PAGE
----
When the voter ID issue is brought up by Republicans the response from Democrats is usually a lot of dismissive sneering.
Voter fraud isn’t really a problem, they tell us, pointing to the lack of criminal cases involving voter fraud.
But is it that there’s no fraud? Or that we aren’t really doing anything to detect and address it?
Secretary of State Al Jaeger, in responding earlier this month to questions sent by President Donald Trump’s election integrity commission, pointed out that in the most recent election there were thousands of ballots cast by way of self-certifying affidavits (as opposed to identification) which have not, even now, been verified. Jaeger notes that fraud among these ballots could have impacted no fewer than eight close races across the state, five of which were won by Republicans and three of which were won by Democrats (see the full letter below):
Jaeger also noted that thousands of ballots cast with affidavits were from out of state, and that his office is still trying to verify whether those voters also cast ballots in their home states. He notes, depressingly, that even if fraud is found and prosecuted it cannot change the outcomes of the elections they influenced because those election results have already been certified:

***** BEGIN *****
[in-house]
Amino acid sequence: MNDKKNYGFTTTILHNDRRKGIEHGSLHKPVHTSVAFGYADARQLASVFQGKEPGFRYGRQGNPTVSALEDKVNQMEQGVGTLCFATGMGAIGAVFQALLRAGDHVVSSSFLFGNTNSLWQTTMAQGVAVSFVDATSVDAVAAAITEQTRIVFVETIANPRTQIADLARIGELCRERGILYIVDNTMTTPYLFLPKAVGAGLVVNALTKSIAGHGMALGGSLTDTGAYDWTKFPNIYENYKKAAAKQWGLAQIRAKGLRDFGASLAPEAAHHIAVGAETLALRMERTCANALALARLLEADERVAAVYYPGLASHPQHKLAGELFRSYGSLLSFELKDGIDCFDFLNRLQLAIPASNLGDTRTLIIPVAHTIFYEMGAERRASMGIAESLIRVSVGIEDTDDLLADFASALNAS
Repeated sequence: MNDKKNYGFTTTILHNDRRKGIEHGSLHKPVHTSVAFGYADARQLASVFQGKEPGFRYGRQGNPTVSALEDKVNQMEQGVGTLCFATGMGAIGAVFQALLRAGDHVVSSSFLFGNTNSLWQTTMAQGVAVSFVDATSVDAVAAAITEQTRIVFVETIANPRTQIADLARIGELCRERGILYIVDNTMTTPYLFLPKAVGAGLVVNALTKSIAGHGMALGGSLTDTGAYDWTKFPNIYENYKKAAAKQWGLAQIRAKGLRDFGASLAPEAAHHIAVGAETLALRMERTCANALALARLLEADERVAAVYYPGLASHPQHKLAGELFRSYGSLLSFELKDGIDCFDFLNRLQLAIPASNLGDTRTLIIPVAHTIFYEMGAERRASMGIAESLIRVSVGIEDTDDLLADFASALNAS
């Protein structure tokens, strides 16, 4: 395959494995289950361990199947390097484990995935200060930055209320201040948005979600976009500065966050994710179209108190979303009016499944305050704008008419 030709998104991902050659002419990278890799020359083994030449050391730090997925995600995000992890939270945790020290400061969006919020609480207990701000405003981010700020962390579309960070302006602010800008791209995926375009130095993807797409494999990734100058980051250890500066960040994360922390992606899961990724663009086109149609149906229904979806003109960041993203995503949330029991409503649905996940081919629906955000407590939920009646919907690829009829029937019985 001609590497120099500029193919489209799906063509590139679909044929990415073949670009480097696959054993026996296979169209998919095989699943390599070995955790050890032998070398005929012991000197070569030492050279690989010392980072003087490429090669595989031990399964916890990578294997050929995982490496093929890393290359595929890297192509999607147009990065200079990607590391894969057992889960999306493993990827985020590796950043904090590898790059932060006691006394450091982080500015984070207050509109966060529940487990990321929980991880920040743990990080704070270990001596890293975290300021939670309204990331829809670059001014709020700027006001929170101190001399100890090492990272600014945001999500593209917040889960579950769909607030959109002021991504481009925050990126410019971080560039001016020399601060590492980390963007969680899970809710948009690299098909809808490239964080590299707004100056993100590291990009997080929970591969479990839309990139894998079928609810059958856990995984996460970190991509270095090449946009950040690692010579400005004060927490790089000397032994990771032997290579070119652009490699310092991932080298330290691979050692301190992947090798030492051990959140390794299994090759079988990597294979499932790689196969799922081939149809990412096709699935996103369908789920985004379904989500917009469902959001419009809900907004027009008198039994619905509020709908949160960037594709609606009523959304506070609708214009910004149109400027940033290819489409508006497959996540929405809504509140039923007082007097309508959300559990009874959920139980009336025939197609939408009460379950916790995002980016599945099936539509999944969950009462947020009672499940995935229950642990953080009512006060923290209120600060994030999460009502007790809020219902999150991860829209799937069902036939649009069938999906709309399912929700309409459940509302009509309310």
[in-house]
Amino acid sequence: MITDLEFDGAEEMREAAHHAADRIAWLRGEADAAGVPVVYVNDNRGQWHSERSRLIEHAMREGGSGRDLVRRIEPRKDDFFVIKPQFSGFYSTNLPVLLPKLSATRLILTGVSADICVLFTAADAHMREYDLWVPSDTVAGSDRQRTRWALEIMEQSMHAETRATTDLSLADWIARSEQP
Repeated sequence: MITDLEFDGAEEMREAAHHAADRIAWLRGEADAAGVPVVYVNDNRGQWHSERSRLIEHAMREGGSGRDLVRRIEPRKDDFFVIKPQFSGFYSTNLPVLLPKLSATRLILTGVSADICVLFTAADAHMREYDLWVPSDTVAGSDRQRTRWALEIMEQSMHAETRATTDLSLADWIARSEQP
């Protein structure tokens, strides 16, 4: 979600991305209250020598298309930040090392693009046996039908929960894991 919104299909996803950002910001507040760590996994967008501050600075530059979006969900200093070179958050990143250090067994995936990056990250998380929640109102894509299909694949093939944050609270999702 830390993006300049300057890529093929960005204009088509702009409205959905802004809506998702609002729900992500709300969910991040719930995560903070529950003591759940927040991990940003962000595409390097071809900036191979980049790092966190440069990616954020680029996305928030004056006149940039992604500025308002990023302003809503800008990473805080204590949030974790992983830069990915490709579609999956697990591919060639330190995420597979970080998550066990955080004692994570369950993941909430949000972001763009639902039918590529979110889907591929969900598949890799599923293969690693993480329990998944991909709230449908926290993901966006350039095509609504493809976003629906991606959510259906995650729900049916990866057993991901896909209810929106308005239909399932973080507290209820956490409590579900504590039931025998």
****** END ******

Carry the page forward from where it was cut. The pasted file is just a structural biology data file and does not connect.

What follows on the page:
What Jaeger is identifying here is the root of the voter ID debate. Again, Democrats tell us that we don’t need voter ID laws because instances of voter fraud are vanishingly rare.
The truth is that, under our current election laws, fraud could be happening and it could be impacting election outcomes, and not only can we not detect it in any sort of a timely fashion even if we did there’s little we could do to reverse already certified election results.
Remember, state lawmakers go into session just a couple of months after election day, casting all sorts of votes on legislation and other matters. How would we go about unwinding all of that if we found that fraud put someone in the Legislature who didn’t actually win their election?
We need to ensure that ballots cast in our election are valid when they’re cast. That means thorough and exacting voter ID laws.
To the extent that those laws are prohibitive to groups like the poor and the elderly, we should address that issue with outreach programs to get those people identification. Not lax laws which leave the ballot box vulnerable, which it clearly is today.
Here’s the full letter: